Saturday, June 23, 2018
Letters To The Editor

Friday's letters: Rental home issues addressed promptly

Land rush puts pressure on rents | April 20

Prompt rental home response

I never thought I would ever write a letter supporting a major corporation, but I believe your article on rentals in general and on Invitation Homes in particular warrants a fair and balanced response.

In December my wife and I decided to downsize. We sold our home in Odessa with the intention of renting until we decided whether to build a smaller home in the same area.

Despite my concern about renting from a big corporation, we rented a home in Wesley Chapel that is owned by Invitation Homes. It turned out that the home had some major problems.

When we notified Invitation Homes, we were pleasantly surprised (amazed) that it addressed each of these issues promptly and professionally, then followed up the next day to see whether the work was done to our satisfaction.

I would not hesitate to recommend Invitation Homes to anyone looking to rent a home in the Tampa Bay area.

Frank Shea, Wesley Chapel

Medical marijuana | April 20

No issues in Colorado

Since we live in Colorado for part of the year, many of our Florida friends have asked about the effects of medical marijuana. My answer is that there have been no noticeable effects.

Where we live in Colorado we have two clinics, both listed in the phone book and located far from the center of town. There has been no increase in the number of clinics, and they haven't become "magnets for crime."

I called the clinics to ask how they operate. I was told they require a doctor's prescription that would be sent to the state with an application and a check. After being reviewed, an authorization card may be issued. Clinics require a card and an ID to even enter and record each visit.

The people at the clinics did say that most doctors are not willing to write a script because marijuana is new to the medical community and there is an absence of dosing information. I guess it is not easy to step into unfamiliar territory. However, many patients have died from pain medication currently dispensed; I have never read of anyone dying from marijuana.

The town paper prints a daily police blotter. We have never seen any crime involving marijuana although there are many involving alcohol. We read about the many people whose health conditions could be helped by legalizing marijuana. It seems unfair to deny them the help they need. Those who warn against the current proposal in Florida seem to be confusing recreational use with medical use.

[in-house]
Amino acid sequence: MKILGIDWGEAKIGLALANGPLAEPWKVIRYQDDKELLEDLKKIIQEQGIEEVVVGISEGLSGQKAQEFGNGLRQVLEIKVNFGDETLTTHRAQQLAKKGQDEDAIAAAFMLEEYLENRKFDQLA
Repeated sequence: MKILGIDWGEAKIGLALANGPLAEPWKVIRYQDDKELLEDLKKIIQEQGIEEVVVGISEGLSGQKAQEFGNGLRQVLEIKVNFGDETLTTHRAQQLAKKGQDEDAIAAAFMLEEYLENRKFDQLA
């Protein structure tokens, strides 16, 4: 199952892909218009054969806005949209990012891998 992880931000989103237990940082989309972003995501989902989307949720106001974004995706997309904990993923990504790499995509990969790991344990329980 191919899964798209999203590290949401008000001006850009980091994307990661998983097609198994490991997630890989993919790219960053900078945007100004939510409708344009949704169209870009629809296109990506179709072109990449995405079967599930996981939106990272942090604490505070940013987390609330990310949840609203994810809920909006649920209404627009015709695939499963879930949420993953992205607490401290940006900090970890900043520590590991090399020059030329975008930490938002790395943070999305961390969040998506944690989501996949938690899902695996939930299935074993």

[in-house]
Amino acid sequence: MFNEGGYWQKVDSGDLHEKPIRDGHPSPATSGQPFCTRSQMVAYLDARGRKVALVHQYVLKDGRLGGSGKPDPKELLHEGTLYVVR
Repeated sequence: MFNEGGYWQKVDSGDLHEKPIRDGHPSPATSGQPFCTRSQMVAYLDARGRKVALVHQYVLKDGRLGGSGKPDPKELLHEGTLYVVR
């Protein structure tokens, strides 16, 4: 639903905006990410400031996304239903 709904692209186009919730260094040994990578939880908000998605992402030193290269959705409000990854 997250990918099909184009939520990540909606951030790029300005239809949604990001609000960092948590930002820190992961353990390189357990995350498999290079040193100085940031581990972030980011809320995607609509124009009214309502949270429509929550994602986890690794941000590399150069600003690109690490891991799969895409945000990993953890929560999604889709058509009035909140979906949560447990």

Faith Alford, St. Pete Beach

Taxis cry foul on ride sharing | April 17

Inflexibility on Uber

Tampa Bay has truly become a world-class region. We have hosted Super Bowls and the Republican National Convention, and are in the middle of hosting the International Indian Film Academy awards. We offer the beautiful beaches and waterways the Sunshine State is known for while also showcasing vibrant and growing communities with urban amenities and a thriving business economy.

We are, however, falling behind in one critical area: transportation.

An exciting new innovation available in many American cities is Uber, a technology platform that provides streamlined car service to the modern-day consumer. Uber and other similar services are receiving rave reviews from the many cities throughout the United States where they have been deployed. The technology allows the traveler to order car service, see exactly where the available cars are located, get information about the car and the driver, and pay for the service — all through a few clicks on your mobile device.

But if you are in Tampa Bay, you cannot use these services because of arcane rules that distinguish between cabs and limousine services. These inflexible rules need to be updated, or Tampa Bay will be left behind. It would be a shame to allow an issue like this to hamper our forward progress.

Two Tampa Bay legislators have shown great leadership on this issue: Rep. Jamie Grant and Sen. Jeff Brandes, who have sponsored House Bill 1389 and Senate Bill 1618, legislation that would allow companies like Uber to operate in Florida. I encourage our other Tampa Bay legislators to make this issue a priority in the remaining days of the legislative session.

Deborah Cox Roush, Lithia

Oil driller does more than allowed | April 17

Safety requires regulation

This article about an oil company violating the rules while drilling on sensitive Florida lands is an example of why we should err on the side of caution when dealing with big business. Government regulations are the only defense we have against this type of action, and this has been true over many years, in all types of business.